Which, by the way, is not an unusual response when dealing with pain. If you are a friend trying to comfort someone, don’t be surprised if your good intentions are rebuffed. It’s as if the pain is so loud, it’s hard to hear.

Job goes back to his old arguments – that he has been blameless and yet God is not blessing. He can’t understand it. As he sums it up, 

Is there any injustice on my tongue?
Cannot my palate discern the cause of calamity?

In suffering, there are more questions than answers. It’s beyond us to understand the “why?” which leaves us physically and mentally exhausted, which leaves us open to despair, even pushing away those who love us, and the God who loves us.

I loathe my life; I would not live forever.
Leave me alone, for my days are a breath..

So Bildad picks up where his friend Elipaz was rebuffed, taking a slightly less humble approach:

How long will you say these things, 
and the words of your mouth be a great wind?

And Bildad starts with the “ifs” of life:

If your children…If you will seek…If you are pure and upright…

Job replies, as if he hears better now the truth that is in the midst of the questions. 

Truly I know that it is so…I must appeal for mercy…
He is not a man, as I am…
You have granted me life and steadfast love, 
And your care has preserved my spirit. 

So, in light of a softening of Job’s heart, Zophar joins in the conversation – and the tag team has officially begun!

Job – Elipaz Speaks

If one ventures a word with you, will you be impatient?
Yet who can keep from speaking?

I can relate to Elipaz’s opening statement, responding to his friend’s rant of questions, distraught as they are. I have never sat with a friend who was suffering for seven days in silence, and then receiving the burst of pain’s expression. I think I would be a little timid myself – how would I would be received?

And yet, I would be filled with my own thoughts, just as Elipaz was as he sat the seven days,  trying to make sense of Job’s suffering. Now that the door is open to conversation, and it would be hard to be quiet.

Is not your fear of God your confidence,
and the integrity of your ways your hope? 

Elipaz had listened to Job’s life throughout the years and knew 2 things: Job had confidence in his relationship with God and Job had lived a good life.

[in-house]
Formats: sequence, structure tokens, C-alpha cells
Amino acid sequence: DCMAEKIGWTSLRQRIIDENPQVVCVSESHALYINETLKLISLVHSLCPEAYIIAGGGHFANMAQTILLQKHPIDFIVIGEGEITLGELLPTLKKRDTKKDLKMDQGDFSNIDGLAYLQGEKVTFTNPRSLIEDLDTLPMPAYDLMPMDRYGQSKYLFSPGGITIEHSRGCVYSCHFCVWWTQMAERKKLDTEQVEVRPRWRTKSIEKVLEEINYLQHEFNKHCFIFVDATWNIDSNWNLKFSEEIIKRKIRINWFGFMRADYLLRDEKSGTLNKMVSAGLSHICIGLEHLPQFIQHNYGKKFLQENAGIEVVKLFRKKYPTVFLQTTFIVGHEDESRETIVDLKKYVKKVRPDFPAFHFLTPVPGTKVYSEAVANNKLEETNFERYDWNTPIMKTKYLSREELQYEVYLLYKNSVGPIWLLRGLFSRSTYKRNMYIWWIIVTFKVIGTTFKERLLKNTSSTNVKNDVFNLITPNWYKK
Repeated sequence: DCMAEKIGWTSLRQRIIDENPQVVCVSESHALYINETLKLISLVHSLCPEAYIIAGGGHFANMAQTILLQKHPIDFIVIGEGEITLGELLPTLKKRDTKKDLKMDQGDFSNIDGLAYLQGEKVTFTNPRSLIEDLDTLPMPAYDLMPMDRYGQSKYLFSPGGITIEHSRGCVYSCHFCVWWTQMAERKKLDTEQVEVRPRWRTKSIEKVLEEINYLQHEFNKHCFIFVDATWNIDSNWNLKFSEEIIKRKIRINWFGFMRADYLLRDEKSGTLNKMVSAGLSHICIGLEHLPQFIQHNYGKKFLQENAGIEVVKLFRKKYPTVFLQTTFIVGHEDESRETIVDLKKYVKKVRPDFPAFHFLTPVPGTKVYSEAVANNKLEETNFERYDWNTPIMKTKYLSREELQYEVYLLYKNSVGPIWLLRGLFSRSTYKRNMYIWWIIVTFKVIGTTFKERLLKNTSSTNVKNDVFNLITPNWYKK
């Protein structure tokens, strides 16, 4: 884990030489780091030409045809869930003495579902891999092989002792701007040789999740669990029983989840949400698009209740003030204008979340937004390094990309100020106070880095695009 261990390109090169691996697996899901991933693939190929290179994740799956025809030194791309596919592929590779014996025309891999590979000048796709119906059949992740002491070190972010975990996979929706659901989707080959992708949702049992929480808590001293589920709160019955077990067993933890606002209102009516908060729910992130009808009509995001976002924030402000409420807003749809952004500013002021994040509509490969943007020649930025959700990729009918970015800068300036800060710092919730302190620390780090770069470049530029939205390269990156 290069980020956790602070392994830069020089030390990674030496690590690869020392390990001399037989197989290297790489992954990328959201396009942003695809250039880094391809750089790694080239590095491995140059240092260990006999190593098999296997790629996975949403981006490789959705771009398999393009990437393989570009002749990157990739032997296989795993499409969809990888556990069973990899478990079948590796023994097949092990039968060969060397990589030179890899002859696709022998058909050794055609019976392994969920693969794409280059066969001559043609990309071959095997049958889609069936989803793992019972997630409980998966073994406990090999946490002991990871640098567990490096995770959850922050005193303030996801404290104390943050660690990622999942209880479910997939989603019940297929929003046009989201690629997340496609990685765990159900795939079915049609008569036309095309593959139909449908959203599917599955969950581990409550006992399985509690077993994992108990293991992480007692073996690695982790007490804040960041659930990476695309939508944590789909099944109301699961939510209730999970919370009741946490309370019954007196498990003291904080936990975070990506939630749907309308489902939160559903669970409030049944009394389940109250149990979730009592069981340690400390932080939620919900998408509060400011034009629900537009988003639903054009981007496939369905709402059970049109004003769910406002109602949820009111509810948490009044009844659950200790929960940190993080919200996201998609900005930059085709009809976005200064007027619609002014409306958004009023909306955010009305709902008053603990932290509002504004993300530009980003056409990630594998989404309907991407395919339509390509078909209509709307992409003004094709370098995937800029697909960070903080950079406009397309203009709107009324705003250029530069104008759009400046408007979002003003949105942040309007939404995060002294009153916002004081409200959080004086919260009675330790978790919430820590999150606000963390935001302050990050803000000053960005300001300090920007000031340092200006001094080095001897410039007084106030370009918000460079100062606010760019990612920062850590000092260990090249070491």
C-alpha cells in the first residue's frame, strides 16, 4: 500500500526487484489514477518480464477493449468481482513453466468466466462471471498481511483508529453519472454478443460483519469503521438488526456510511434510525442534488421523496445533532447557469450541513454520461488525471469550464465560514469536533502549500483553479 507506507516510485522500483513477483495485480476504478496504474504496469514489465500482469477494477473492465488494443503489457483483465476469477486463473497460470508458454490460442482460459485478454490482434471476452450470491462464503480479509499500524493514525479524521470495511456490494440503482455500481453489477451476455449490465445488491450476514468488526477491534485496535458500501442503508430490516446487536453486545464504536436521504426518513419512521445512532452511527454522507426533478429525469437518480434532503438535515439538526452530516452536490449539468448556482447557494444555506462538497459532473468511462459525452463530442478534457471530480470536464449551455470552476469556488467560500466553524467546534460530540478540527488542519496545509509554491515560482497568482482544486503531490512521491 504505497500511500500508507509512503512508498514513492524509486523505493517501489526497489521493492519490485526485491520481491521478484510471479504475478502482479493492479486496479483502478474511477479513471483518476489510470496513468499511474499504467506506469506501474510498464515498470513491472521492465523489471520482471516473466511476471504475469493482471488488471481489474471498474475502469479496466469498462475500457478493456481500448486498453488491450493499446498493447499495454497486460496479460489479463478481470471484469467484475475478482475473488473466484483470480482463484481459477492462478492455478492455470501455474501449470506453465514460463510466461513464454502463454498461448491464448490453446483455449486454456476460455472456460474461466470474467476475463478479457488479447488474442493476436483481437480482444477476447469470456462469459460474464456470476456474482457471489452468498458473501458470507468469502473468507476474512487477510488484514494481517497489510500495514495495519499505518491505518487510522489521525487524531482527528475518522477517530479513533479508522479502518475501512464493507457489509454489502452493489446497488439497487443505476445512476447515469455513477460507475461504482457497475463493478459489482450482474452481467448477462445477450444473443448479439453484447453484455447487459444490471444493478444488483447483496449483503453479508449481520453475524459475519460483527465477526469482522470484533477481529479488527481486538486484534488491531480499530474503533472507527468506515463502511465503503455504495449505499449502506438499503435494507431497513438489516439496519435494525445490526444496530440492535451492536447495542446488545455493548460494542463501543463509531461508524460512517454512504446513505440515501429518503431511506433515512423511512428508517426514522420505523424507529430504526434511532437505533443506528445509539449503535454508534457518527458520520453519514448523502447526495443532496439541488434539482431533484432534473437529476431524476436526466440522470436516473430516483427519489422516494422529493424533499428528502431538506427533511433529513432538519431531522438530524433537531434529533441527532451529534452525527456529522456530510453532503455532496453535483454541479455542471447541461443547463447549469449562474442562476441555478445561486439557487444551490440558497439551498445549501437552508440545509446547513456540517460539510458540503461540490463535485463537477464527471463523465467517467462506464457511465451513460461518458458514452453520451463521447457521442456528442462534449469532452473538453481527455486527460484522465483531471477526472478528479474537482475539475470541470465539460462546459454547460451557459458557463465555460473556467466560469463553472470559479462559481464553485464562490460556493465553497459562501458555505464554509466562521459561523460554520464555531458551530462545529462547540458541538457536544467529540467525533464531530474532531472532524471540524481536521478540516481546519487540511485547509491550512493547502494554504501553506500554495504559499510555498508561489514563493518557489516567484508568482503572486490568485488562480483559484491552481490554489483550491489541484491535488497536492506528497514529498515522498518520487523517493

In Elipaz’s simple way of reasoning, one of those two things must be off. Either Job’s relationship with God was not what he thought it was, or his blameless life held blame. 

So he held out to Job a lifeline:

Behold, blessed is the one whom God reproves;
therefore despise not the discipline of the Almighty,
For he wounds, but he binds up;
he shatters, but his hands heal.

He reminds Job who God is, the one who loves us enough to discipline us, and the one who loves us enough to heal.

I haven’t lived a “blameless and upright” life. Somehow, this verse is a comfort to me. In the midst of feeling God’s discipline or the natural results of sin, I need the picture of him binding my wounds, his hand healing my life shattered in pain.

Elipaz painted the picture for Job, hoping he would admit his wrongs and turn to the God who loves him, just as we try to paint that picture to prodigal sons and daughters or those who wander. God receives no joy in discipline, just as we receive no joy in disciplining our children or seeing them disciplined with the pain of life. We want to woo them back into the healing power of God.

But the healing depends on the response…

Job – Job Speaks

Job’s friends take a lot of flack from critics, but I want to give credit where credit is due. They did sit in silence with him for 7 days. And even then, they didn’t jump the gun in conversation but waited until Job wanted to talk. What restraint!

After this Job opened his mouth and cursed the day of his birth.

Remember before this time, Job had developed a lifestyle of being “a blameless and upright man, who fears God and turns away from evil.” He also, “did not sin or charge God with wrong.”

But what he did do was regret he had ever been born, to experience such suffering. He wondered about the purpose of his life, so that he could find purpose in the suffering.

Poor Job, he didn’t have the full picture. He’s living in the here and now, just as we are. There is purpose in suffering, even if we cannot see it. There is something going on in the background we are totally unaware of. It could be that others are watching, learning what “blameless and upright” looks like. It could be our time has not come, not for us or others, and we linger, using the strength we do have to allow ourselves to be used as a “living sacrifice.” It could be there is drama in heaven between Satan and God of which we are unaware. 

But we can assume we do not have the full picture.

The fact was, as much as Job regretted it, he was born. He was blessed. Those blessings were taken away. God had something in mind Job could not comprehend.

I think of so many I know who are in a season of suffering. There are so many questions, and even the desire to have life completed through death. We want to understand what is un-understandable. But at some point, it will be fully known. 

One truth we can hold on to is that God gave us life, he will determine death, and it is our choice to give him everything between the two.

But let me just add…it’s still hard!